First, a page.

• 2.^ Horwitz, pp. 2-3.
  • 3.^ Horwitz, p. 3.
  • 4.^ Horwitz, p. 4.
  • 5.^ Horwitz, pp. 4-5.
  • 6.^ Horwitz, p. 6.
  • 7.^ Horwitz, p. 232.
  • 8.^ ODNB, "Daniel Finch"
  • 9.^ Burke's Peerage (1939), s.v. Roxburghe.
  • 10.^ Thomas Babington Macaulay, The History of England from the Accession of James the Second. Popular Edition in Two Volumes. Volume I (London: Longmans, 1889), p. 449.

References

  • Henry Horwitz, Revolution Politicks. The Career of Daniel Finch, Second Earl of Nottingham, 1647-1730 (Cambridge: Cambridge University Press, 1968).
  • Henry Horwitz, ‘Finch, Daniel, second earl of Nottingham and seventh earl of Winchilsea (1647–1730)’, Oxford Dictionary of National Biography, Oxford University Press, 2004; online edn, Jan 2009, accessed 30 Jan 2011.
  • Thomas Babington Macaulay, The History of England from the Accession of James the Second. Popular Edition in Two Volumes (London: Longmans, 1889).
  • Burke's Peerage (1939 edition), s.v. Winchilsea

From Wikipedia, the free encyclopedia: http://en.wikipedia.org/wiki/Daniel_Finch,_2nd_Earl_of_Nottingham

  • _______________
  • 'Daniel Finch, 7th Earl of Winchilsea1
  • 'M, #24177, b. 1647, d. 1730
  • Last Edited=13 Sep 2011
  • ' Daniel Finch, 7th Earl of Winchilsea was born in 1647. He was the son of Heneage Finch, 1st Earl of Nottingham and Elizabeth Harvey. He married, firstly, Lady Essex Rich, daughter of Robert Rich, 3rd Earl of Warwick and Anne Cheeke, on 16 June 1674. He married, secondly, Hon. Anne Hatton, daughter of Christopher Hatton, 1st Viscount Hatton and Frances Yelverton, on 29 December 1685. He died in 1730.
  • ' He gained the title of 2nd Earl of Nottingham. He gained the title of 7th Earl of Winchilsea.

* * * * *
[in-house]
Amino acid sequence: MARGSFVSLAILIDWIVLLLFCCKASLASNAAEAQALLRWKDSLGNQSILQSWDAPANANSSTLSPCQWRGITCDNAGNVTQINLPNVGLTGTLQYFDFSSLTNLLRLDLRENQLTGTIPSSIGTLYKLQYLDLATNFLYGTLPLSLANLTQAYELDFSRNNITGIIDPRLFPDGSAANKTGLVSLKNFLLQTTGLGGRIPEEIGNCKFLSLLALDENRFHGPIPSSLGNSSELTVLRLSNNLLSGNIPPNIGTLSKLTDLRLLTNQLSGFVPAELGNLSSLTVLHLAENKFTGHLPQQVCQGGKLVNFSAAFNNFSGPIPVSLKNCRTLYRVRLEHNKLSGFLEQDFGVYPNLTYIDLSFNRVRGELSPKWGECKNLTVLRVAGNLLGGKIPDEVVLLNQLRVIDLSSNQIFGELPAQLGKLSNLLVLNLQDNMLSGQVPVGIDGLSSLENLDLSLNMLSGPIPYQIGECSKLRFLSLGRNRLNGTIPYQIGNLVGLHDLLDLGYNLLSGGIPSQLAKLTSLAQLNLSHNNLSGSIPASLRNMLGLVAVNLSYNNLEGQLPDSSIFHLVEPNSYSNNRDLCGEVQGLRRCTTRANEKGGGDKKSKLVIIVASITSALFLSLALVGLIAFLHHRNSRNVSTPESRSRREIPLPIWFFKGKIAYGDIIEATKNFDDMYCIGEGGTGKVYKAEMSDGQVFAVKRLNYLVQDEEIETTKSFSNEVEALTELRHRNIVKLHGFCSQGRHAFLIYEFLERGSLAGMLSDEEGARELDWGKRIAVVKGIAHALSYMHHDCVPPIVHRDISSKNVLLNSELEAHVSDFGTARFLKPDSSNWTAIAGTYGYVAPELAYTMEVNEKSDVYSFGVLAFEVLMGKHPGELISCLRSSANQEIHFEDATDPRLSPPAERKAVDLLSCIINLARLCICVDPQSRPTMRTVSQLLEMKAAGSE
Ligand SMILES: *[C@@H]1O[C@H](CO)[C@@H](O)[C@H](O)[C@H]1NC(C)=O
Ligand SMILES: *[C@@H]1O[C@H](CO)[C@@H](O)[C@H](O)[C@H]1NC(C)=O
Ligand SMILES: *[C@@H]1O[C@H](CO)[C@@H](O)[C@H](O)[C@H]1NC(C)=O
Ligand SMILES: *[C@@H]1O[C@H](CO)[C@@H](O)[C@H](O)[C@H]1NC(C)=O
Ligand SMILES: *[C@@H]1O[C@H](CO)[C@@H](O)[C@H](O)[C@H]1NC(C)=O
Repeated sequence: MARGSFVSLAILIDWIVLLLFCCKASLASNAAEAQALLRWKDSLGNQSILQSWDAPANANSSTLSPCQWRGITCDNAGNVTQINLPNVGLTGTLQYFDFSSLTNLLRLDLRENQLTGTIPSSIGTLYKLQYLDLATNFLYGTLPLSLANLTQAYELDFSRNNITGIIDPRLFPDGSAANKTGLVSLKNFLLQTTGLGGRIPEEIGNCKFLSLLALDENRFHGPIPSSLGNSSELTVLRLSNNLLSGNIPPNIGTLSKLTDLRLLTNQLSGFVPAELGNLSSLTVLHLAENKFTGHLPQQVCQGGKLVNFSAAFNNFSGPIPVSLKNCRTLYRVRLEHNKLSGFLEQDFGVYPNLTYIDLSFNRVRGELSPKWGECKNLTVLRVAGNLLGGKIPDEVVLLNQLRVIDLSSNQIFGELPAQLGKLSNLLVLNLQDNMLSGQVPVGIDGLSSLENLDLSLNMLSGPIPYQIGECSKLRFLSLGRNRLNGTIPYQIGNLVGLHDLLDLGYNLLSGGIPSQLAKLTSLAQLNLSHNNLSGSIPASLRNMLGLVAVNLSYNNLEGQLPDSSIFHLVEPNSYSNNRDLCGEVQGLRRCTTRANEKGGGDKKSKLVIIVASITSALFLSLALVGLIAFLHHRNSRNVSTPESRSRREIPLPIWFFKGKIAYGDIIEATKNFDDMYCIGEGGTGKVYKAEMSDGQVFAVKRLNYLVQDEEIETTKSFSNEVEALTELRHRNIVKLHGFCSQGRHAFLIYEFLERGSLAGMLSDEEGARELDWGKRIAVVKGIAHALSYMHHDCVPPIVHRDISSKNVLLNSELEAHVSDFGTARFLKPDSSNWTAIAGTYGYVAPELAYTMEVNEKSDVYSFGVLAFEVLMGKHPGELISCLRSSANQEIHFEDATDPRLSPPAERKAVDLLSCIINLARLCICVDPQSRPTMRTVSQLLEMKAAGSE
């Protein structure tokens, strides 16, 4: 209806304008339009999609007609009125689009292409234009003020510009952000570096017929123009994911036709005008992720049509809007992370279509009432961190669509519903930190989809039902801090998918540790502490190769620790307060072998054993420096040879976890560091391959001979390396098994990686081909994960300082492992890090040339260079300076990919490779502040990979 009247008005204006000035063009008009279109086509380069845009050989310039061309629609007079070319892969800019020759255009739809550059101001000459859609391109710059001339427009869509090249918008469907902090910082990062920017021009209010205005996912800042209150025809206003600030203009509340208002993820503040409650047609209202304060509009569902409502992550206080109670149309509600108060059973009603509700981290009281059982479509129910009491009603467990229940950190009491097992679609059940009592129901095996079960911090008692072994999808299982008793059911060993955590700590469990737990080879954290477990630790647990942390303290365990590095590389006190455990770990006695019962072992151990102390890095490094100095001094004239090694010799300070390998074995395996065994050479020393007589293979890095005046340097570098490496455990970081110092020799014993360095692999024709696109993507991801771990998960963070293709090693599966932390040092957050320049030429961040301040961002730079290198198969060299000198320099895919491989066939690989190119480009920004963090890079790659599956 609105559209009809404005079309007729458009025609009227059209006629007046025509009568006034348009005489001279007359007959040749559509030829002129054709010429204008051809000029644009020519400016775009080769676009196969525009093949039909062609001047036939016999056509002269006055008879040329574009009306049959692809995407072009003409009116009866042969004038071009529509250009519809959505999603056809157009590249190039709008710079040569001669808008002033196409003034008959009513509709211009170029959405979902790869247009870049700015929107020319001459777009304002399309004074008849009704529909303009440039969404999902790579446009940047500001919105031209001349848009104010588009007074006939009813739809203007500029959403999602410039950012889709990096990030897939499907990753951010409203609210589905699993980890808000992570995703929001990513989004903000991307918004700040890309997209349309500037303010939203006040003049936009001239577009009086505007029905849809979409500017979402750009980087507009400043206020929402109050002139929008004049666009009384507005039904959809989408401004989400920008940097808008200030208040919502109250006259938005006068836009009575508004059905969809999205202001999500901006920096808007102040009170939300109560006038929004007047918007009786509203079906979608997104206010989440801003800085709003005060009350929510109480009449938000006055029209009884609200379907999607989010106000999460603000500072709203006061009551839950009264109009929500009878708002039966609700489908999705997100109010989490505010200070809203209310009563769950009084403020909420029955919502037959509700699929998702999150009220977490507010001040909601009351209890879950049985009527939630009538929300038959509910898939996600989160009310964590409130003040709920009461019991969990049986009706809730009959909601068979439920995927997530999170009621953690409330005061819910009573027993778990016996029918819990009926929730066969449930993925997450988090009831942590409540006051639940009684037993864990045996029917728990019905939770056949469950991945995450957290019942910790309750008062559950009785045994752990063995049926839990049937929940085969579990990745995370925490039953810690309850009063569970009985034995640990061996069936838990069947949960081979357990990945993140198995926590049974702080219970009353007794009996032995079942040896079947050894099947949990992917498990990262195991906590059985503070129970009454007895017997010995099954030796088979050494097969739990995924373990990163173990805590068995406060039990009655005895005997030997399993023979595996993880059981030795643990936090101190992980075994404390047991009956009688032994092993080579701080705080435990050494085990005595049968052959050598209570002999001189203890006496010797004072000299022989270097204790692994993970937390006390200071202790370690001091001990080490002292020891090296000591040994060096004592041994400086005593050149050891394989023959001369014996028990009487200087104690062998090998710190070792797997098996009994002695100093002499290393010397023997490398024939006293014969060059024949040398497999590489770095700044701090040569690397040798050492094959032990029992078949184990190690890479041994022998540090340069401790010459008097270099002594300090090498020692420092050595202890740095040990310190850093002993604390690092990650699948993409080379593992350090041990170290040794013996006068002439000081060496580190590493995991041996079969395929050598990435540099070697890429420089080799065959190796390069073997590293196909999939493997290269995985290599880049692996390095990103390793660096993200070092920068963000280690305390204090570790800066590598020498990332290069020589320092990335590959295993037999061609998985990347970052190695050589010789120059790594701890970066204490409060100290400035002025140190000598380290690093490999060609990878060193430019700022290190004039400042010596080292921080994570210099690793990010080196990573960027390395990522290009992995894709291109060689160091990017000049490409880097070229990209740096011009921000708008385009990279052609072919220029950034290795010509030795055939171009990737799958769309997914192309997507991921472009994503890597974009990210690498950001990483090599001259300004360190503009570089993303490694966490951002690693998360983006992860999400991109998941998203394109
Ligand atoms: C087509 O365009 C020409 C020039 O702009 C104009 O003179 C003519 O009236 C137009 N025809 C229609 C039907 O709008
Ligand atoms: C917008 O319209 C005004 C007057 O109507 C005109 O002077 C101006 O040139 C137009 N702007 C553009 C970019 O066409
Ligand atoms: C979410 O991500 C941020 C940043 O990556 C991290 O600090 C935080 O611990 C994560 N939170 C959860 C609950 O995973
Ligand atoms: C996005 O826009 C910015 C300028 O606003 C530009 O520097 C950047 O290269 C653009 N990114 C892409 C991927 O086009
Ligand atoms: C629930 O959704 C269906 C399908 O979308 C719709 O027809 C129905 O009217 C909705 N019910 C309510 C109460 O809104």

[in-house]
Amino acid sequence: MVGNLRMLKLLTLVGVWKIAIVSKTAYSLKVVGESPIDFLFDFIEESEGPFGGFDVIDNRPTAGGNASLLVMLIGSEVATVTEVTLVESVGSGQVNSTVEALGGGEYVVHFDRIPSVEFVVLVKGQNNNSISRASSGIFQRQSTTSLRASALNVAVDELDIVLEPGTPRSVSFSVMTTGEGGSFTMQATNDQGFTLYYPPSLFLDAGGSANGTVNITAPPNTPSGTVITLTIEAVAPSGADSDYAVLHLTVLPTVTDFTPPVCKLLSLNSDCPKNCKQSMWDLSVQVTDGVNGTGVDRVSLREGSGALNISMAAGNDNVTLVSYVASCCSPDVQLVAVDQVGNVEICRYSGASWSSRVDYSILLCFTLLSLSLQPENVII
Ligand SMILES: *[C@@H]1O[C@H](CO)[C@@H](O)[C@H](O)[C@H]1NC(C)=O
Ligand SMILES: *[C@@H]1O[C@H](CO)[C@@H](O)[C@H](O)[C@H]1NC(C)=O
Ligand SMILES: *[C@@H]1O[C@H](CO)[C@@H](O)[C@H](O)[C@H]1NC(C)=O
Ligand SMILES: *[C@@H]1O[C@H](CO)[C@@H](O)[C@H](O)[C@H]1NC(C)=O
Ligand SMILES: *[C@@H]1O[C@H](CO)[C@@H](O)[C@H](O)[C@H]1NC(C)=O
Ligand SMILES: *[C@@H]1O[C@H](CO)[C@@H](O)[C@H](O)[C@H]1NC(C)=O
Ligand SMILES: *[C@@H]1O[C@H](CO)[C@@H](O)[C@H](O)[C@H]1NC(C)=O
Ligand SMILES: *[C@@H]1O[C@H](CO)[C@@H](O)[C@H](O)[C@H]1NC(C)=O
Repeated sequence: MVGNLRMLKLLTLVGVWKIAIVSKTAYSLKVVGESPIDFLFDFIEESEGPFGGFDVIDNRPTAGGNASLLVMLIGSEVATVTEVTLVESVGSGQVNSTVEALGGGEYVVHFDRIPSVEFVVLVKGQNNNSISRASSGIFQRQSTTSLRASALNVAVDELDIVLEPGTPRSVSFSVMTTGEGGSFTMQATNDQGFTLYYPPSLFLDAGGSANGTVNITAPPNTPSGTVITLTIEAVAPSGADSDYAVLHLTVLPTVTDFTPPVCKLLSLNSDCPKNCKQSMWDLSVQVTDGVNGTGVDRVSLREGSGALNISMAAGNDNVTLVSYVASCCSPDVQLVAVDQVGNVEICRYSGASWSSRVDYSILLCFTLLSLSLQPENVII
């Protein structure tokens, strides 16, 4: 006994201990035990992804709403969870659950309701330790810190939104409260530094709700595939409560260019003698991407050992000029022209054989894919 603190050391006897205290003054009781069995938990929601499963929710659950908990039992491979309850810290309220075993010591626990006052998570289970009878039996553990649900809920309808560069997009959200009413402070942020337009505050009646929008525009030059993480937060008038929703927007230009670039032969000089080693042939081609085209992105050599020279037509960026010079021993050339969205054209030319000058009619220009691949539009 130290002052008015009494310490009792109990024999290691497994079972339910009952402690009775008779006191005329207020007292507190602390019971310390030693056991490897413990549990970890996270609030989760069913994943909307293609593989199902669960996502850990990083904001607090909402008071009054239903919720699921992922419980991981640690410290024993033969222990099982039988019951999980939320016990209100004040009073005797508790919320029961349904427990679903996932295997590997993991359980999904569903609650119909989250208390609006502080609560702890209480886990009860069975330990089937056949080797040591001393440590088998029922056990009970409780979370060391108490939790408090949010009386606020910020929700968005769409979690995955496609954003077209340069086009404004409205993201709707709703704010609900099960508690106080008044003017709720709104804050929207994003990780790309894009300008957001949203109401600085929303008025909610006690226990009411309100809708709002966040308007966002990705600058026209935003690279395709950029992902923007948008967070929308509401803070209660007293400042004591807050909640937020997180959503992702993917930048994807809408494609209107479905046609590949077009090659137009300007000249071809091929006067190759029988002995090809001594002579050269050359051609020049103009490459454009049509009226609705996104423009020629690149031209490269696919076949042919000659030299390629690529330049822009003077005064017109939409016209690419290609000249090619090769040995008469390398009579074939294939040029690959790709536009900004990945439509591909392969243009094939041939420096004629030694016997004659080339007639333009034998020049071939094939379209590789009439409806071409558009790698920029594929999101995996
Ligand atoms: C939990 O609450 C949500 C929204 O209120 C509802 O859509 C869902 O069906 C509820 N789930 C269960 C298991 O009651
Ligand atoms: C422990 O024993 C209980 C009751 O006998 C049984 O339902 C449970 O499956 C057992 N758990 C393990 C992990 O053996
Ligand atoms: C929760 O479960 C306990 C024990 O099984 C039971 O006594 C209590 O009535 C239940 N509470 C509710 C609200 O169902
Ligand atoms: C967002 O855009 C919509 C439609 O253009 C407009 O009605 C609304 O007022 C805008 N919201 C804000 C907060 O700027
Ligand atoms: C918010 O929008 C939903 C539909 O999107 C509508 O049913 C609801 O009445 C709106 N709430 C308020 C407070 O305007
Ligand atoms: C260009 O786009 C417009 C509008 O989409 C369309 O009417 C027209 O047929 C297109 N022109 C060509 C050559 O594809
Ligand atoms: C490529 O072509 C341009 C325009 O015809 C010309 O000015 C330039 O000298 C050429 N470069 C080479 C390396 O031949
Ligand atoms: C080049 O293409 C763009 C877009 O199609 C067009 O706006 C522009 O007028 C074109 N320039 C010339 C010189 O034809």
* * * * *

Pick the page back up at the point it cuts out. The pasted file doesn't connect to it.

• 'Child of Daniel Finch, 7th Earl of Winchilsea and Lady Essex Rich
    • 1.Lady Mary Finch+ b. 18 May 1677, d. c 21 Sep 1718
  • 'Children of Daniel Finch, 7th Earl of Winchilsea and Hon. Anne Hatton
    • 1.Daniel Finch, 8th Earl of Winchilsea d. 2 Aug 1769
    • 2.Lady Elizabeth Finch4 d. 10 Apr 1784
    • 3.Hon. Edward Finch-Hatton+ d. 16 May 1771
    • 4.John Finch d. 1763
    • 5.Henry Finch
    • 6.Essex Finch+ d. 23 May 1721
    • 7.Mary Finch+ d. 30 May 1761
    • 8.Lady Henrietta Finch1 b. c 1705, d. 14 Apr 1742
    • 9.Lady Charlotte Finch+5 b. 1711, d. 21 Jan 1773
    • 10.William Finch+ b. 1731, d. 25 Dec 1766
  • Citations
  • 1.[S6] G.E. Cokayne; with Vicary Gibbs, H.A. Doubleday, Geoffrey H. White, Duncan Warrand and Lord Howard de Walden, editors, The Complete Peerage of England, Scotland, Ireland, Great Britain and the United Kingdom, Extant, Extinct or Dormant, new ed., 13 volumes in 14 (1910-1959; reprint in 6 volumes, Gloucester, U.K.: Alan Sutton Publishing, 2000), volume III, page 283. Hereinafter cited as The Complete Peerage.
  • 2.[S3409] Caroline Maubois, "re: Penancoet Family," e-mail message to Darryl Roger Lundy, 2 December 2008. Hereinafter cited as "re: Penancoet Family."
  • 3.[S130] Wikipedia, online http;//www.wikipedia.org. Hereinafter cited as Wikipedia.
  • 4.[S37] Charles Mosley, editor, Burke's Peerage, Baronetage & Knightage, 107th edition, 3 volumes (Wilmington, Delaware, U.S.A.: Burke's Peerage (Genealogical Books) Ltd, 2003), volume 2, page 2599. Hereinafter cited as Burke's Peerage and Baronetage, 107th edition.
  • 5.[S6] Cokayne, and others, The Complete Peerage, volume I, page 365.
  • From: http://thepeerage.com/p2418.htm#i24177
  • ______________

http://www.geneall.net/U/per_page.php?id=310819

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Sir Daniel Finch, 7th Earl Winchilsea and 2nd Earl Nottingham's Timeline

1649
July 2, 1649
Southampton, Hampshire, England
1674
June 16, 1674
Age 24
Leigh, Lancashire, England
1677
May 18, 1677
Age 27
1681
1681
Age 31
1683
March 19, 1683
Age 33
1685
December 29, 1685
Age 36
1689
1689
Age 39
1697
1697
Age 47
1701
1701
Age 51
1702
1702
Age 52